World Bank Research on Investment Frustrates Jokowi

Writer: Sorta Tobing

Editor: Sorta Tobing

9/9/2019, 17.32 WIB

President Jokowi is upset because foreign investment did not significantly enter Indonesia. The World Bank sees that tax holiday cannot fix the problem.

Telaah-Investasi
123RF.com/Bakhtiar Zein
President Jokowi is upset because none of the 33 companies had relocated their factories to Indonesia.

President Joko “Jokowi” Widodo disappointed that Indonesia is lagging behind China and Japan in attracting foreign investment.

He cited data from the World Bank this month. From June to August 2019, 23 out of the 33 Chinese companies had relocated their factories to Vietnam. The rest went to Malaysia, Thailand, and Cambodia.

“None of them relocated to Indonesia. It means we have a problem that must be resolved,” Jokowi said when opening a limited meeting at the Presidential Office in Jakarta, Tuesday (9/3).

Similar conditions also occurred in 2017. At the time, many Japanese companies relocated their factories. About 73 companies chose Vietnam. The remaining 42 companies went to Thailand, 11 to the Philippines, and 10 to Indonesia.

Jokowi said the lack of foreign interest in Indonesia was due to the complicated licensing process, which even took years to complete. In Vietnam, it can be completed in a matter of months. “Once again, the problem is on our side,” he said.

Therefore, the government is currently looking for solutions on how to simplify the rules that slow down investment. Simplifying regulations is key.

Looking at the data, it is only natural that the president is upset. Moreover, this is not the first time Jokowi raised the issue of ease of investment, saying, “many investors came, but nothing hatched. The licensing is complicated, complicated, and complicated.”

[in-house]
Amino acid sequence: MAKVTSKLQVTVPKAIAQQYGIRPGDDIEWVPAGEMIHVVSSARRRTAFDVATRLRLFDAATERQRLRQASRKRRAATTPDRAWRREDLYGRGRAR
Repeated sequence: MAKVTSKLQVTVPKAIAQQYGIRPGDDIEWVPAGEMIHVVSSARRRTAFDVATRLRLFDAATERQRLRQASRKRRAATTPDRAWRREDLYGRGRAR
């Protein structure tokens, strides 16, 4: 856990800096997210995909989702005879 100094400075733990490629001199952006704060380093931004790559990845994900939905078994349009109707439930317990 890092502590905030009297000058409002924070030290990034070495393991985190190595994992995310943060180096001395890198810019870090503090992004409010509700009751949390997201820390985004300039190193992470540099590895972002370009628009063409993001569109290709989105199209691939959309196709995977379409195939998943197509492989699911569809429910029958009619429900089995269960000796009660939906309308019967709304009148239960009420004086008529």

Chinese investors are reluctant to enter the country because it is too risky, according to the World Bank “Global Economic Risks and Implications for Indonesia” research report. Meanwhile, other Southeast Asian countries are opening more doors for them.

According to the report, for example, the Free Trade Zone in Batam is supposed to exempt import duties on imported products that are useful for exported goods. In practice, however, this does not happen.

Moreover, it takes three to six months to obtain the Industry Ministry’s recommendation letter on imports, although it is said to be issued in five days.

There are also burdening rules for foreign investors. Since 2016, for example, the Industry Ministry regulates importers of steel tube and casings (for oil and mining exploration) to obtain a statement letter from each domestic producer. The letter must state that the producers could not supply the products.

“Tax holidays cannot fix this problem and make Indonesia have international competitiveness in the automotive, textile, electronics, pharmaceutical, and other manufacturing industries,” World Bank wrote in its research.

What is needed is a surprise for investors. The way to do this is through massive reforms in creating credibility and an open climate for business. Besides, certainty and compliance with regulations must be in line with the president's policies.

Bank dunia
 President Jokowi is upset that foreign investment fled to Vietnam rather than Indonesia. According to the World Bank’s research, investors are reluctant to enter this country because of regulations that are out of sync and complicated. (Katadata | Arief Kamaludin)

Why is Foreign Investment Important for Indonesia?

The World Bank said the US-China trade war is not only slowing down the global economy but also triggering a recession. The escalation of tensions between the two countries will increase as US President Donald Trump plans to increase import duties on Chinese products.

There are also uncertainties in global conditions ranging from the matter of Brexit, Japan-South Korea trade tension, protests in Hong Kong, Iranian sanctions, the Argentine economic crisis, to India-Kashmir tensions.

Indonesia's economic growth is predicted to decline. Moreover, this country depends on exports of mining goods. In times of crisis, mining commodity prices tend to fall due to weak demand.

Based on the calculations from the World Bank, Indonesia’s Gross Domestic Product (GDP) could decrease by 0.3 percent if the US and China growth weaken by one percent.

Indonesia’s economy is vulnerable to a storm of crisis. The reason is that the financing of the current account deficit (CAD) comes mostly from portfolio investment. The nature of the investment is short term. Investors can instantly withdraw their money if a problem occurs.

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